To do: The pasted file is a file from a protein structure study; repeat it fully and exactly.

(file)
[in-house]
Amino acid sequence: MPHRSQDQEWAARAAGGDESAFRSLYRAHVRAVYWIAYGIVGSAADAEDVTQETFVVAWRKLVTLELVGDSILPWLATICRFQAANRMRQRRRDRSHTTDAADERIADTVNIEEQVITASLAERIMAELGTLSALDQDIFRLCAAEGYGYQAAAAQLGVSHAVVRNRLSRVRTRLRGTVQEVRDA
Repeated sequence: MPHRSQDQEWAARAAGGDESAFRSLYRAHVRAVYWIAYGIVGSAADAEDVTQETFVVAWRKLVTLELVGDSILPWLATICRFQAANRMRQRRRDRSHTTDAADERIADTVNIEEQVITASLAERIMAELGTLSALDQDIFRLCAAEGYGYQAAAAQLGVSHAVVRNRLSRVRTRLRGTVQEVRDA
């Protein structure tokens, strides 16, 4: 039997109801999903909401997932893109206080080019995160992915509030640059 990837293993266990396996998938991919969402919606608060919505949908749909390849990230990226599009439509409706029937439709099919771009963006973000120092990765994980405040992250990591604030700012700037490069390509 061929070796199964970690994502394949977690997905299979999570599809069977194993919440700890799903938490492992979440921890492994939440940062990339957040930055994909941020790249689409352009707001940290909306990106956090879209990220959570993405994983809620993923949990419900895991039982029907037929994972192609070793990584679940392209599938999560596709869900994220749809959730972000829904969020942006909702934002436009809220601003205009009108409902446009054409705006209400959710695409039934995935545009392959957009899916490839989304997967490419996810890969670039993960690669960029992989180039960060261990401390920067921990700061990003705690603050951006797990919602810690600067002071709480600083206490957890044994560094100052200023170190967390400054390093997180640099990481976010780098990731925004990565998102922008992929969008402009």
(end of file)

[in-house]
Amino acid sequence: MPHRSQDQEWAARAAGGDESAFRSLYRAHVRAVYWIAYGIVGSAADAEDVTQETFVVAWRKLVTLELVGDSILPWLATICRFQAANRMRQRRRDRSHTTDAADERIADTVNIEEQVITASLAERIMAELGTLSALDQDIFRLCAAEGYGYQAAAAQLGVSHAVVRNRLSRVRTRLRGTVQEVRDA
Repeated sequence: MPHRSQDQEWAARAAGGDESAFRSLYRAHVRAVYWIAYGIVGSAADAEDVTQETFVVAWRKLVTLELVGDSILPWLATICRFQAANRMRQRRRDRSHTTDAADERIADTVNIEEQVITASLAERIMAELGTLSALDQDIFRLCAAEGYGYQAAAAQLGVSHAVVRNRLSRVRTRLRGTVQEVRDA
């Protein structure tokens, strides 16, 4: 039997109801999903909401997932893109206080080019995160992915509030640059 990837293993266990396996998938991919969402919606608060919505949908749909390849990230990226599009439509409706029937439709099919771009963006973000120092990765994980405040992250990591604030700012700037490069390509 061929070796199964970690994502394949977690997905299979999570599809069977194993919440700890799903938490492992979440921890492994939440940062990339957040930055994909941020790249689409352009707001940290909306990106956090879209990220959570993405994983809620993923949990419900895991039982029907037929994972192609070793990584679940392209599938999560596709869900994220749809959730972000829904969020942006909702934002436009809220601003205009009108409902446009054409705006209400959710695409039934995935545009392959957009899916490839989304997967490419996810890969670039993960690669960029992989180039960060261990401390920067921990700061990003705690603050951006797990919602810690600067002071709480600083206490957890044994560094100052200023170190967390400054390093997180640099990481976010780098990731925004990565998102922008992929969008402009």